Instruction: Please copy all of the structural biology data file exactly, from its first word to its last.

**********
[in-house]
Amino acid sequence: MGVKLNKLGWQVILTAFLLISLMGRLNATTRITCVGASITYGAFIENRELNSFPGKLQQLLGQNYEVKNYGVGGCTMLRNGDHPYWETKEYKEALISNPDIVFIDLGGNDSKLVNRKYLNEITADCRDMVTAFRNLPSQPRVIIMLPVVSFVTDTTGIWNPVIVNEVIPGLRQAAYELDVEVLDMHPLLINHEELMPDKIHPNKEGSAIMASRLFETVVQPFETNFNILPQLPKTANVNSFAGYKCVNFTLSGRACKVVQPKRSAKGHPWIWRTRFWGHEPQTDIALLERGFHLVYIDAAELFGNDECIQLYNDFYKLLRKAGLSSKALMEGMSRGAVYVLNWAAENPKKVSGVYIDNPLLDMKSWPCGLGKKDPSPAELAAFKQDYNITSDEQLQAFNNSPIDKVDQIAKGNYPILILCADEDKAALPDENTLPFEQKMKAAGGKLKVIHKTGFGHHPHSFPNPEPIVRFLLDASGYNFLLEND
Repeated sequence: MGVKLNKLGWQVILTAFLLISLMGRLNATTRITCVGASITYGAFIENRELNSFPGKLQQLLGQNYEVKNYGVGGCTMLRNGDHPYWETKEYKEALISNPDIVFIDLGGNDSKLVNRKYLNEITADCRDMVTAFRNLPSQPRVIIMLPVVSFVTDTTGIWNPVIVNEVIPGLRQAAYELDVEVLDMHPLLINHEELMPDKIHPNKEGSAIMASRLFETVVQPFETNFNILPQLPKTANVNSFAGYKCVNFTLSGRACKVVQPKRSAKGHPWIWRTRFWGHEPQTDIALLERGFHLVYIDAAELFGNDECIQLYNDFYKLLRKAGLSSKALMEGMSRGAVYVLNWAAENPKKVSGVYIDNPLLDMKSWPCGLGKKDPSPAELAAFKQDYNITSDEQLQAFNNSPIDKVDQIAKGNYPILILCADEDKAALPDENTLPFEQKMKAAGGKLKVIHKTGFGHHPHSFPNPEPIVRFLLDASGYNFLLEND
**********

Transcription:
[in-house]
Amino acid sequence: MGVKLNKLGWQVILTAFLLISLMGRLNATTRITCVGASITYGAFIENRELNSFPGKLQQLLGQNYEVKNYGVGGCTMLRNGDHPYWETKEYKEALISNPDIVFIDLGGNDSKLVNRKYLNEITADCRDMVTAFRNLPSQPRVIIMLPVVSFVTDTTGIWNPVIVNEVIPGLRQAAYELDVEVLDMHPLLINHEELMPDKIHPNKEGSAIMASRLFETVVQPFETNFNILPQLPKTANVNSFAGYKCVNFTLSGRACKVVQPKRSAKGHPWIWRTRFWGHEPQTDIALLERGFHLVYIDAAELFGNDECIQLYNDFYKLLRKAGLSSKALMEGMSRGAVYVLNWAAENPKKVSGVYIDNPLLDMKSWPCGLGKKDPSPAELAAFKQDYNITSDEQLQAFNNSPIDKVDQIAKGNYPILILCADEDKAALPDENTLPFEQKMKAAGGKLKVIHKTGFGHHPHSFPNPEPIVRFLLDASGYNFLLEND
Repeated sequence: MGVKLNKLGWQVILTAFLLISLMGRLNATTRITCVGASITYGAFIENRELNSFPGKLQQLLGQNYEVKNYGVGGCTMLRNGDHPYWETKEYKEALISNPDIVFIDLGGNDSKLVNRKYLNEITADCRDMVTAFRNLPSQPRVIIMLPVVSFVTDTTGIWNPVIVNEVIPGLRQAAYELDVEVLDMHPLLINHEELMPDKIHPNKEGSAIMASRLFETVVQPFETNFNILPQLPKTANVNSFAGYKCVNFTLSGRACKVVQPKRSAKGHPWIWRTRFWGHEPQTDIALLERGFHLVYIDAAELFGNDECIQLYNDFYKLLRKAGLSSKALMEGMSRGAVYVLNWAAENPKKVSGVYIDNPLLDMKSWPCGLGKKDPSPAELAAFKQDYNITSDEQLQAFNNSPIDKVDQIAKGNYPILILCADEDKAALPDENTLPFEQKMKAAGGKLKVIHKTGFGHHPHSFPNPEPIVRFLLDASGYNFLLEND